Sorry, last thing. Every time I have tried to get information about such programs, the organisers have been completely open and helpful (I have never gone in as a christian). They are open about their program structure and any agendas they have, so I strongly advise that if you want to know the true effects of the program, try to talk to a girl that has been through the Shine program, or through Mercy Ministries, see how the program has effected them, because at the end of the day, that’s all that matters isn’t it?

  13. I’ve heard of the Shine program, and talked to people who’ve run it. I actually couldn’t believe it when they told me about half the sessions being on make-up, skin care, nail care and etiquette – and this was meant to be linked to self esteem and value… I have friends doing another program by Scripture Union called CHIC, which is the same set up, but they cover topics like global justice and conflict resolution instead of all the make-up stuff. I know which one I’d choose, and which one seems to lead more to Christian ideals…
    Surely girls don’t need more than they already get from the media about what to wear and what to look like…

  14. Faraway, it doesn’t seem like you know much about mercy ministries and what went on in there. I’ve been through MM. Feel free to take your own advice and ask me all about it!

  15. “…try to talk to a girl that has been through the Shine program, or through Mercy Ministries, see how the program has effected them…” – Faraway

    Faraway’s comment is very well intentioned, and she may have some valid points about the short comings of only using psychologists, but she may not realise that the issues with MM were raised by ex-participants in the program. And of course, since that time, the directors of the program have were found to have engaged in misleading practices regarding advertising what the program offered.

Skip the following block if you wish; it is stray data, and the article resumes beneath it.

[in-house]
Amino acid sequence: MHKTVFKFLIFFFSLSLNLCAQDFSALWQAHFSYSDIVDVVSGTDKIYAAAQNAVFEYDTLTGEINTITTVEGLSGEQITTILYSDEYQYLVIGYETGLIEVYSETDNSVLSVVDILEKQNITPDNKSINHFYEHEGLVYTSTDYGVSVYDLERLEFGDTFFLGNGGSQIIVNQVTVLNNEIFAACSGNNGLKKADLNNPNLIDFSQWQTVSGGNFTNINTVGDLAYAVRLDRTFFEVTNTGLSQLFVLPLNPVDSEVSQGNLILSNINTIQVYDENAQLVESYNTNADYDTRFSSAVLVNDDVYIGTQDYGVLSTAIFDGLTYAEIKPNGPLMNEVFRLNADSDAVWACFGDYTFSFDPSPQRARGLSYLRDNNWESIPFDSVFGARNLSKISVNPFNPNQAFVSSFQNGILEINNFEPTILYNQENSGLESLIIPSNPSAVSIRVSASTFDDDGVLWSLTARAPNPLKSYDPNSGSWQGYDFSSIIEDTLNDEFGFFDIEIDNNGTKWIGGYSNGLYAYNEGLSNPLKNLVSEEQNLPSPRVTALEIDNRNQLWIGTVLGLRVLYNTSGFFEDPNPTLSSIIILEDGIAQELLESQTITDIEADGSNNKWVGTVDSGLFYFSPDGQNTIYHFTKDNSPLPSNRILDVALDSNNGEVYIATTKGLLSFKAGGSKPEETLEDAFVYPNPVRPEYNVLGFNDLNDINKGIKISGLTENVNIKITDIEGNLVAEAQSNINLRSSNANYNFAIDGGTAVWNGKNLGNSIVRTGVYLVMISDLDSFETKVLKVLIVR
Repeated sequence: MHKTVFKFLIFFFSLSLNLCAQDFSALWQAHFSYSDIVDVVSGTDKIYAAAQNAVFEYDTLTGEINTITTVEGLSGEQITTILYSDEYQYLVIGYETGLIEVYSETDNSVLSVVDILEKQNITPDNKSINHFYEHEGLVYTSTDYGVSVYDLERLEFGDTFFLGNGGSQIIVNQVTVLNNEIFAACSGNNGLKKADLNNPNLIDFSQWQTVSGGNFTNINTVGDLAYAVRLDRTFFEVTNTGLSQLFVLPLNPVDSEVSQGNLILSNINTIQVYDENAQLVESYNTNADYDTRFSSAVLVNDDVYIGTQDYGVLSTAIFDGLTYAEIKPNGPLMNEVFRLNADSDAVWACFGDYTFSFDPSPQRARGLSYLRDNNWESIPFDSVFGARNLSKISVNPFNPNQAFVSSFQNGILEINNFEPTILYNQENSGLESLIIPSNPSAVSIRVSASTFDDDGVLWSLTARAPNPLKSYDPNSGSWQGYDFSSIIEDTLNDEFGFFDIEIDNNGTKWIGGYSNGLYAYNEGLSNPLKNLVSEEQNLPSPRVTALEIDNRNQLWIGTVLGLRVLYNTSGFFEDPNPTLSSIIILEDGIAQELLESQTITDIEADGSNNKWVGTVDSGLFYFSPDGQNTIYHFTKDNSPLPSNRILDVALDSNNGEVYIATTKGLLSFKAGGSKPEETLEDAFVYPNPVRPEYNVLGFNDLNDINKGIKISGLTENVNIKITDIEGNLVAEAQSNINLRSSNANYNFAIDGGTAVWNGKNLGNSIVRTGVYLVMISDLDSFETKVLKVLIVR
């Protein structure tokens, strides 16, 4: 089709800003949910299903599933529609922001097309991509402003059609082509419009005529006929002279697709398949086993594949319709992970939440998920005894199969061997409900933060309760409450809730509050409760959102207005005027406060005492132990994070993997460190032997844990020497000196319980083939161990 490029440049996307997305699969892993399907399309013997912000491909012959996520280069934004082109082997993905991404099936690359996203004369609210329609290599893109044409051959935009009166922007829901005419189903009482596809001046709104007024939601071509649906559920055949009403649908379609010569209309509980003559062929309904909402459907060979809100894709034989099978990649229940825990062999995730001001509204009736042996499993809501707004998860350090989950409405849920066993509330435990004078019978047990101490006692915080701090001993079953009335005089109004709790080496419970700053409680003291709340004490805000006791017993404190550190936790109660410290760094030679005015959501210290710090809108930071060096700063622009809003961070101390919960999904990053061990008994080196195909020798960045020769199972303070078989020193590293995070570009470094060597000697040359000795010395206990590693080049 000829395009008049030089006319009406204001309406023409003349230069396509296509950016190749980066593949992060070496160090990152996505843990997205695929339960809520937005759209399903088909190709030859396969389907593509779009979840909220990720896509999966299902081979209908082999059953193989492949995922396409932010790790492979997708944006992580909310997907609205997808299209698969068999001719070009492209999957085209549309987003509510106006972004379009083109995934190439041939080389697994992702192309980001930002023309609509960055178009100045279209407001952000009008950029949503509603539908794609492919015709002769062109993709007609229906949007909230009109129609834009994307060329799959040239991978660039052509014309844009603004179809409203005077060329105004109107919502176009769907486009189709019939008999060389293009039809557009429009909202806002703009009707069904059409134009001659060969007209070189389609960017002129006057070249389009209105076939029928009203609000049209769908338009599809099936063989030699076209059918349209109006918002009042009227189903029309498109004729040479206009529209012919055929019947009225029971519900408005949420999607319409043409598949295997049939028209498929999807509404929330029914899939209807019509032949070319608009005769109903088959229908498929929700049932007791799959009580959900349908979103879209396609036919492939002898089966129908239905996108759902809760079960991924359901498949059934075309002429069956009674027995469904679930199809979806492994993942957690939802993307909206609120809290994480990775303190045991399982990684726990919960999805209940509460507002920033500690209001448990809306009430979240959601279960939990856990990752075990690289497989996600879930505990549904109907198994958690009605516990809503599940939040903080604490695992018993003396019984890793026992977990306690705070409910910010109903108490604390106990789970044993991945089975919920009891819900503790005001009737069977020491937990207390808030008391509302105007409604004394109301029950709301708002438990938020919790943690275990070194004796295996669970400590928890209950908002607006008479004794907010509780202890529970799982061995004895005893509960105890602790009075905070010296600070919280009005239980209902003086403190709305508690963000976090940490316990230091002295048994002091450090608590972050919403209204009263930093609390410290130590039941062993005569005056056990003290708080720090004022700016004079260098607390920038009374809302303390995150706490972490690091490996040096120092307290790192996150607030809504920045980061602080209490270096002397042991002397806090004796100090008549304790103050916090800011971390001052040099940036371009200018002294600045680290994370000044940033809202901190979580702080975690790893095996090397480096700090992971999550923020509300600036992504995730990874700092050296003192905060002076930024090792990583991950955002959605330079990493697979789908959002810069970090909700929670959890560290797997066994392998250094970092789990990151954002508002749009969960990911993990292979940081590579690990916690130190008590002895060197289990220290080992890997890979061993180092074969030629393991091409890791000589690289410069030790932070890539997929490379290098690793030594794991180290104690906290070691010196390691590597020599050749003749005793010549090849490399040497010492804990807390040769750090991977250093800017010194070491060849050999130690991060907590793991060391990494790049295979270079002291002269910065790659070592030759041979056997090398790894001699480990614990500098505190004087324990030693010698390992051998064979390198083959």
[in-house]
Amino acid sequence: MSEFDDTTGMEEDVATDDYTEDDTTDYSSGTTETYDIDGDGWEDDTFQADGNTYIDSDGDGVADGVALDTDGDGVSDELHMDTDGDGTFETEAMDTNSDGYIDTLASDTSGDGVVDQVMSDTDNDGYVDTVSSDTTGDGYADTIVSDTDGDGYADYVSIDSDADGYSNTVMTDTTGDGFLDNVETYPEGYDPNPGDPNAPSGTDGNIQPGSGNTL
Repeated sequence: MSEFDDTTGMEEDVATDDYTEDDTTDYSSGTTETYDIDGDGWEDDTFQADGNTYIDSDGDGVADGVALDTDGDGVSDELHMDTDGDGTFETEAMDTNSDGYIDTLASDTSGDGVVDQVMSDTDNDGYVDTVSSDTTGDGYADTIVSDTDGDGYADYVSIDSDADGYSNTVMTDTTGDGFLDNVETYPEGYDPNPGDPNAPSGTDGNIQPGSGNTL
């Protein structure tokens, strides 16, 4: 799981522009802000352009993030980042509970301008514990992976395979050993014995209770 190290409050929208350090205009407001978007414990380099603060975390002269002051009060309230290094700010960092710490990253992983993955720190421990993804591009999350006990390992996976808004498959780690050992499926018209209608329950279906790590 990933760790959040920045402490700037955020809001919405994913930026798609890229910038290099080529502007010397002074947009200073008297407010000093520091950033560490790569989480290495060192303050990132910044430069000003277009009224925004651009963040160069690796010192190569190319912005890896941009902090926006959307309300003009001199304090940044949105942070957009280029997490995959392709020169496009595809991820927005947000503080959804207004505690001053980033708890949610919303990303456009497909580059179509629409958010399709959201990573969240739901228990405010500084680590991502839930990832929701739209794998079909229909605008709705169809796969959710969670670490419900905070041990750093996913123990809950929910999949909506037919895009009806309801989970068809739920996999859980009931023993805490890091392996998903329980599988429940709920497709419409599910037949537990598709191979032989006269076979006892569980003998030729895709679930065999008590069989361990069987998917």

I also agree with RealChange that focussing on external things like make-up, nail care and etiquette is not going to address internal issues of self esteem. There is nothing wrong with those things, and they can make women feel good on one level, but they do not address the deeper concerns that self esteem derives from. They can make it easier to keep self esteem issues private, but Jesus is about real internal transformation, so that those kinds of outer things are just not seen as defining the person any more.

  16. I’m all for teaching on etiquette. Don’t stop with the girls – teach the boys too!

    I’m all for girls looking pretty!! But, isn’t there enough emphasis on nails, makeup, hair, clothes etc. I may be wrong, but I wonder if there won’t be some girls who will have even less self-esteem doing the grooming sessions if they aren’t as pretty as the rest.

    In the old days, church and even fairy tales used to talk a lot about looking on the inside and being a person of character.
    I suppose Mother Theresa needed a makeover.

    I’m biased in that I love my mum to bits and she doesn’t use any makeup except the occasional lipstick. And I know some other super wonderful ladies who were old-school and thought makeup was “worldly”. An extreme position, but beautiful women to me.

    Not everyone has to be cool and beautiful.
    There’s a pentecostal mega church in Asia that even ran a bikini contest. Times are a changin